Beurre Manié

In a small bowl, work equal amounts of all-purpose flour and soft butter together until they form a paste with no discernible lumps of flour. I use the tines of a fork for this, but you could use the back of a spoon or even your fingers. Just keep working it until it comes together. Then you can just gather it up with a large spoon and stir it into your hot, simmering or boiling sauce.

Beurre manié is one of those thickening miracles that comes in handy at the last minute. Sometimes, I make a beurre manié with masa harina corn flour and butter to thicken chili at the end. Not only does it thicken, but it adds a nice corn flavor.

Earthy Venison Stew

This stew started with a recipe someone photocopied and gave to us years ago, which I adapted and simplified to fit the kinds of hearty, rustic flavors I thought better suited the venison. I used two pounds of cubed venison, for which you could substitute beef or pork. We butcher our own deer, and you can see in the photo that we keep it lean, so you need more cooking oil if using a lean cut of meat in the stew.

I really dislike the taste and texture of potatoes in this stew and don’t think it needs any starchy accompaniment, but I could see serving it with rice or noodles, if you really need that.

Earthy Venison Stew

  • Servings: 4-6
  • Difficulty: easy
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  • 2 lbs venison, cut in one inch cubes
  • 1/3 cup flour
  • 1/2 teaspoon pepper
  • 4 tablespoons olive oil (or more—venison is very lean)
  • 1 large onion, diced
  • 6-8 oz cremini or baby portobello mushrooms, halved or quartered
  • 2 large cloves garlic, minced
  • 1/4 cup tomato paste
  • 1/4 cup orange juice
  • 3-4 cups venison or beef stock
  • 4-6 carrots, sliced (not too thinly, because they need to stand up to long cooking)
  • 3-4 cups fresh green beans, cut in about one inch lengths
  • 10 juniper berries, crushed, tied in cheesecloth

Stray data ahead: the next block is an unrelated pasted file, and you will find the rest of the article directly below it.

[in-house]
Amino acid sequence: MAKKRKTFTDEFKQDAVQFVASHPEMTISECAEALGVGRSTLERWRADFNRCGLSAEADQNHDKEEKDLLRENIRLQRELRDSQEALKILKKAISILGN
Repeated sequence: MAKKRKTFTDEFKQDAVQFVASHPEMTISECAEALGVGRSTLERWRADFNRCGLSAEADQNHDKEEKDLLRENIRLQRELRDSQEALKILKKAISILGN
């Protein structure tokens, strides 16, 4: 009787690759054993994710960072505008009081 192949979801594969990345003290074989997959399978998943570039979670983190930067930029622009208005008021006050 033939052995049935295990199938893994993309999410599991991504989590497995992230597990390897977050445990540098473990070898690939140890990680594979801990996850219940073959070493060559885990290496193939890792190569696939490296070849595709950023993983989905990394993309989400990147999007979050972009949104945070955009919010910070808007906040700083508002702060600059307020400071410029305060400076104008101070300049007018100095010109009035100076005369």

• 1/2 cup dried cherries, unsweetened if you can find them (good luck)
  • Salt to taste


  1. Shake venison with flour and pepper until coated. Heat olive oil in large pot or dutch oven over medium high heat. Brown cubes in small batches to brown evenly. Remove meat to platter until all is browned.
  2. Reduce heat to medium. In same pan, adding more oil, if needed, add onion. Cook until translucent, then add mushrooms and garlic. Cook until the mushrooms have begun to brown.
  3. Stir in tomato paste until well blended.
  4. Return browned meat to pan with orange juice and 2 cups beef stock. Bring to boil, cover and simmer for 30 minutes.
  5. Raise heat to medium again. Add carrots, green beans, and juniper berry package. Add at least one more cup of beef stock—you’re trying here to make sure you are making a stew, not a soup. Bring to boil and then cover and simmer for 45 minutes to an hour.
  6. Remove juniper berry packet. Stir in dried cherries. Cover and simmer for 30 minutes, using the last cup of stock, if needed.

The floured meat thickens the gravy, but you could add more thickener if you find you need it. Serve the stew in a bowl or over rice or noodles. The combination of venison, mushrooms, juniper berries, and cherries creates a unique flavor that is perfect on a cold winter night. It would be even better in a cabin in the woods with the fireplace flickering.